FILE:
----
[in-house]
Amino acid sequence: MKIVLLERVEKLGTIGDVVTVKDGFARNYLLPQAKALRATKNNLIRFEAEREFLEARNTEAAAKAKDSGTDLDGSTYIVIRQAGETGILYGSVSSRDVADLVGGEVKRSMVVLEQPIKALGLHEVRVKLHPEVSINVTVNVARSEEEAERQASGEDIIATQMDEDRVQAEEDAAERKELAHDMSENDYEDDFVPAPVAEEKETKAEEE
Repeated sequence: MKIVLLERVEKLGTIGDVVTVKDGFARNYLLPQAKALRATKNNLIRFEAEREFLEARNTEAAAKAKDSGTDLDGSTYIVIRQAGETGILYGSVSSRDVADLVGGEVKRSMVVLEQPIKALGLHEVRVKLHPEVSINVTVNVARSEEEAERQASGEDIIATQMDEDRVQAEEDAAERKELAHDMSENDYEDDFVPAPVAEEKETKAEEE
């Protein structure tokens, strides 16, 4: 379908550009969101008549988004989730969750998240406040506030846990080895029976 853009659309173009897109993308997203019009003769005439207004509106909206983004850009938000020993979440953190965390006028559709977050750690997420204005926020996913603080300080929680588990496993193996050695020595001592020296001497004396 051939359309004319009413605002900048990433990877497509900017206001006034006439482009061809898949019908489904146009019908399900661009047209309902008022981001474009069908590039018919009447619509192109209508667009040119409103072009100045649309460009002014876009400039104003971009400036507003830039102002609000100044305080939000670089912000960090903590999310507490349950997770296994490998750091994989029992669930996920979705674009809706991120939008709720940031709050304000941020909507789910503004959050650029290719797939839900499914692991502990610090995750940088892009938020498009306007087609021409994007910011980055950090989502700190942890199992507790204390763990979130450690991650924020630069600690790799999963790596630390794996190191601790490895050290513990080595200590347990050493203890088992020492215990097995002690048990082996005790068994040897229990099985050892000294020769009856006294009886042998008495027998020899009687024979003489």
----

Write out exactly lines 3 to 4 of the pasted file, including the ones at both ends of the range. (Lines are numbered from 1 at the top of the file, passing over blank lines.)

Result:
Repeated sequence: MKIVLLERVEKLGTIGDVVTVKDGFARNYLLPQAKALRATKNNLIRFEAEREFLEARNTEAAAKAKDSGTDLDGSTYIVIRQAGETGILYGSVSSRDVADLVGGEVKRSMVVLEQPIKALGLHEVRVKLHPEVSINVTVNVARSEEEAERQASGEDIIATQMDEDRVQAEEDAAERKELAHDMSENDYEDDFVPAPVAEEKETKAEEE
């Protein structure tokens, strides 16, 4: 379908550009969101008549988004989730969750998240406040506030846990080895029976 853009659309173009897109993308997203019009003769005439207004509106909206983004850009938000020993979440953190965390006028559709977050750690997420204005926020996913603080300080929680588990496993193996050695020595001592020296001497004396 051939359309004319009413605002900048990433990877497509900017206001006034006439482009061809898949019908489904146009019908399900661009047209309902008022981001474009069908590039018919009447619509192109209508667009040119409103072009100045649309460009002014876009400039104003971009400036507003830039102002609000100044305080939000670089912000960090903590999310507490349950997770296994490998750091994989029992669930996920979705674009809706991120939008709720940031709050304000941020909507789910503004959050650029290719797939839900499914692991502990610090995750940088892009938020498009306007087609021409994007910011980055950090989502700190942890199992507790204390763990979130450690991650924020630069600690790799999963790596630390794996190191601790490895050290513990080595200590347990050493203890088992020492215990097995002690048990082996005790068994040897229990099985050892000294020769009856006294009886042998008495027998020899009687024979003489």